H.E. Omar Hilale (Morocco)
Chair of the Central African Republic Country-Specific Configuration
The CAR is the fourth and latest country to be considered by the PBC, following Burundi, Sierra Leone and Guinea-Bissau. The country has experienced a multidimensional crisis over several decades, and the sociopolitical situation remains fragile, especially in its national institutions and political processes.
The civilian population in conflict zones is particularly vulnerable. Violence continues in certain parts of northeastern CAR, where rebel activity as well as clashes between government forces and armed bandits (known ascoupeurs de route, or "road-blockers") have aggravated the humanitarian situation. The UN estimates at least 300,000 displaced citizens, of whom 200,000 are internally displaced persons (IDPs) living in deplorable conditions. The other 100,000 are refugees in neighboring Chad, Cameroon and Sudan. Women and children in particular have been victims of sexual violence and significant violations of human rights. While some 85,000 displaced persons have returned as the security situation in some regions improved, tackling the precarious socioeconomic climate, strengthening respect for human rights and ensuring political stability remain some of the key challenges the Government faces.
The PBC at Work
At the initiative of the Government of CAR, the President of the Security Council wrote to the Chair of the Peacebuilding Commission on 30 May 2008 requesting the PBC to prepare recommendations on the situation in CAR with respect to:
- The organization and holding of an inclusive political dialogue.
- The development of an effective and sustainable reform of the national security sector system.
- The re-establishment of the rule of law, including respect for human rights, and good governance in all regions of the country.
The PBC placed CAR on its agenda on 12 June 2008 and elected Ambassador Jan Grauls of Belgium, as Chairperson of the Commission's country-specific configuration on Central African Republic. To begin work on developing a Strategic Framework for Peacebuilding, the Chair of the CAR Configuration made exploratory visits to Bangui to consult with national authorities and identify other key stakeholders, including UN staff, the diplomatic corps and civil society on the ground. Over the course of a year, the CAR Configuration and the Government of CAR developed the Strategic Framework for Peacebuilding setting out three priority areas for peacebuilding: reform of the security sector and DDR (Demobilization, Disarmament and Reintegration); strengthening good governance and rule of law; and the promotion of regional development and revitalization of local economies through "development hubs."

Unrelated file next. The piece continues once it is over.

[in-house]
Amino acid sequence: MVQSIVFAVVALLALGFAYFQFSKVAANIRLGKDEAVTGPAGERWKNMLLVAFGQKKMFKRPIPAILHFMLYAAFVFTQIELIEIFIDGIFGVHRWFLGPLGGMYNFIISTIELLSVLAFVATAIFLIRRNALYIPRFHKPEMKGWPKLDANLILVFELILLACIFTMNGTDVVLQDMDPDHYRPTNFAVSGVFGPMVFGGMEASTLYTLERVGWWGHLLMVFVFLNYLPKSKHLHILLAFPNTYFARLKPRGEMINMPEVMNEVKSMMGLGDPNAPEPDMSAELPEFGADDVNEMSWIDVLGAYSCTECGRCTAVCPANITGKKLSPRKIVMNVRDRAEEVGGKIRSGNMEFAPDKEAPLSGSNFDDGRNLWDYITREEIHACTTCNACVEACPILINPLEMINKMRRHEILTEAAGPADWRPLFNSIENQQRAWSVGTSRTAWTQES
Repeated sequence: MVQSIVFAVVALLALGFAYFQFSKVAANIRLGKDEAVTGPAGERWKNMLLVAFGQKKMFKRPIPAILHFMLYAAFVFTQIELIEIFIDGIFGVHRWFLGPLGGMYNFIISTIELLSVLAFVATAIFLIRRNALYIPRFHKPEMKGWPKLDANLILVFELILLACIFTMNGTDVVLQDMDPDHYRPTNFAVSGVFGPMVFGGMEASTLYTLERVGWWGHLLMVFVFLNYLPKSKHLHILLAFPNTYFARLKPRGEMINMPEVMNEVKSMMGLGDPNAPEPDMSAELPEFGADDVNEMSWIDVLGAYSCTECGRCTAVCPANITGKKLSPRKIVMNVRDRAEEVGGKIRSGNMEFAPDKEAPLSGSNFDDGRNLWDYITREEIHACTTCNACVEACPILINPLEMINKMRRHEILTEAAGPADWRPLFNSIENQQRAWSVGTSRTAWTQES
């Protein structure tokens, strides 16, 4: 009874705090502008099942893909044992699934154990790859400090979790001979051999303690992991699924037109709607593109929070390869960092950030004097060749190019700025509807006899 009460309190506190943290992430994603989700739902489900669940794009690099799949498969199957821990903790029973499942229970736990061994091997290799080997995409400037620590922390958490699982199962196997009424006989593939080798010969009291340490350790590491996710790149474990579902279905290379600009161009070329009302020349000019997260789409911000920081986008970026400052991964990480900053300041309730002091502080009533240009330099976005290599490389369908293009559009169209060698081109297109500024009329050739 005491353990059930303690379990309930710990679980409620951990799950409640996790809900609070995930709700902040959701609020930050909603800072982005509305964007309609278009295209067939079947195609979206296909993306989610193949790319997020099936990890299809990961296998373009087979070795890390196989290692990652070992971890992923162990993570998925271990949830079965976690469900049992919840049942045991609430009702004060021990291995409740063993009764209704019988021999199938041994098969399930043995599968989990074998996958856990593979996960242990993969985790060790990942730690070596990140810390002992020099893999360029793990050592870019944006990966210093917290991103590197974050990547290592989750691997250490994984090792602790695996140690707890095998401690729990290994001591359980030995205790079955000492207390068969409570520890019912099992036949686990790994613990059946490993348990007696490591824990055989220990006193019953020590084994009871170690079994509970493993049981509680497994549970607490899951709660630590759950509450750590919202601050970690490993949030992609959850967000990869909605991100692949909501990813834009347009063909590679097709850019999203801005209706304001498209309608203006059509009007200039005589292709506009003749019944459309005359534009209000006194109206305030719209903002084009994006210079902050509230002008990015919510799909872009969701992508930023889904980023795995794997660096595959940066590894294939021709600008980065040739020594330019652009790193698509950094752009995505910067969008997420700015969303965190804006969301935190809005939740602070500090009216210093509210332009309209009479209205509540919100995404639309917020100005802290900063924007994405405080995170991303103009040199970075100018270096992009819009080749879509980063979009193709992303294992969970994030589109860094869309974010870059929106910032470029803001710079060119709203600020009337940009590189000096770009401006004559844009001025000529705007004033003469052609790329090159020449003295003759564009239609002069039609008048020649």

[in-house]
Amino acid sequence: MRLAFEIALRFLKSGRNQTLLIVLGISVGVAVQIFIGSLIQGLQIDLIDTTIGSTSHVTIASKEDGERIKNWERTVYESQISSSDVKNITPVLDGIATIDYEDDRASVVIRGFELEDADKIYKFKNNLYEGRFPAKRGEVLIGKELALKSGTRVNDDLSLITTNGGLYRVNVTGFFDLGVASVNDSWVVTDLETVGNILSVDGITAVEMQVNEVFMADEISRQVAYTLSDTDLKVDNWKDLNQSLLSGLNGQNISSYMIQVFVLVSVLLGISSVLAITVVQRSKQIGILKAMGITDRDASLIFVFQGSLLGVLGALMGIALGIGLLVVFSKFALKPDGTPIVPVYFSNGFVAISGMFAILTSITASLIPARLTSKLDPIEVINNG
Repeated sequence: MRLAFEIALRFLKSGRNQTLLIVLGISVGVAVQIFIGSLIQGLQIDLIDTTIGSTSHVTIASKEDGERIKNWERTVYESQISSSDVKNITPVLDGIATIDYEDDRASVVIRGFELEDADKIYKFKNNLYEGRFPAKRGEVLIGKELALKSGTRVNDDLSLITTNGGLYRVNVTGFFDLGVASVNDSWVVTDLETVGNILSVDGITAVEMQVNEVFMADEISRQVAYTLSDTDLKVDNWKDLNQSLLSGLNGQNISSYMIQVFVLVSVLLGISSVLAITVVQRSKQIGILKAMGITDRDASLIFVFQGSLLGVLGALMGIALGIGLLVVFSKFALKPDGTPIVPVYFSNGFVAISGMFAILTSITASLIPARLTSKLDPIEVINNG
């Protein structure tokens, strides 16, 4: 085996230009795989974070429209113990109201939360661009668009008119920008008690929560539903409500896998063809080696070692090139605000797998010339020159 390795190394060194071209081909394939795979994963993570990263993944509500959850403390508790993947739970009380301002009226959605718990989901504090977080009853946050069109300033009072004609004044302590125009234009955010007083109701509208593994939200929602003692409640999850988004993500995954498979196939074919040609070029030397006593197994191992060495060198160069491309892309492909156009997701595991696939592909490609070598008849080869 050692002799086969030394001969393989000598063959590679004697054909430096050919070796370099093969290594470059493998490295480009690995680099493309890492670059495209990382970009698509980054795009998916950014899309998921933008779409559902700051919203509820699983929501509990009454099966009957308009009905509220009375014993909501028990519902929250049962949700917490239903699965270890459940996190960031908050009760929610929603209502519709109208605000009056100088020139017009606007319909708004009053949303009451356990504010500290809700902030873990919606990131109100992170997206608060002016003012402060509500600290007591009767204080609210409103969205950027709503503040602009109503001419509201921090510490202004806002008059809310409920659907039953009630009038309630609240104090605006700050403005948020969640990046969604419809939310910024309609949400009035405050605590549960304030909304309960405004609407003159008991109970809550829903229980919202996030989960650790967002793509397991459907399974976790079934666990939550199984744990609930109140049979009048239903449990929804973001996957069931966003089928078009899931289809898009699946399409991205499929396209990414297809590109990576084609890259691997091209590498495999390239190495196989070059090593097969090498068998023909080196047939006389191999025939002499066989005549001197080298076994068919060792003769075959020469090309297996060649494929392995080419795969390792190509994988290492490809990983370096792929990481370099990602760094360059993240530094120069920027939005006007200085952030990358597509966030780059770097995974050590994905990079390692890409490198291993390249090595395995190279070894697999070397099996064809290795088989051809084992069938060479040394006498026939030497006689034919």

In developing the Strategic Framework, the CAR Configuration was careful to consider existing national strategies such as the Poverty Reduction Strategy Paper (PRSP) and recommendations emerging from the Political Inclusive Dialogue, which took place in December 2008 as a means of promoting national reconciliation among government authorities, opposition political parties, armed groups and civil society. The PBC saw the Inclusive Political Dialogue as a necessary condition without which significant progress could not be achieved in the three key areas selected for peacebuilding.
Following the sudden rise in violence of the Séléka (Muslim coalition of rebel groups against former national leader Bozizé) and their capture of the capital in 2013, UN peacekeeping initiatives increased in number and intensity. In 2014 a transitional government only to be destroyed by the partitioning of the country due to months of internal strife. Under international supervision and after settlement of some disputes between rebel forces, President Faustin-Archange Touadera was elected in February 2016.
Ambassador Jan Grauls of Belgium served as the most recent Chair of the CAR Configuration. He resigned from this post in June 2012. Currently, there is no Chair of the CAR Configuration, and the PBC Chair serves as the Configuration's Interim Chair.
The PBC formally adopted the Strategic Framework for Peacebuilding in CAR on 7 May 2009. The document identified three priority areas for peacebuilding, including security sector reform, including disarmament, demobilization and reintegration (DDR); governance and the rule of law; and "development poles" in rural areas, aimed at regional growth. Although the last Biannual Review publicly available dates back to 2011, the CSC Chair's notes on the April 18th 2016's Informal Meeting of the CAR in which the peaceful election of Touadera is welcomed and praised by the Commission while the persistence of violence in the country is lamented. The importance of a coordinated and hollistic approach to peacebuilding is highlighted along with the need for different UN agencies to cooperate in order to present a united, clear strategy.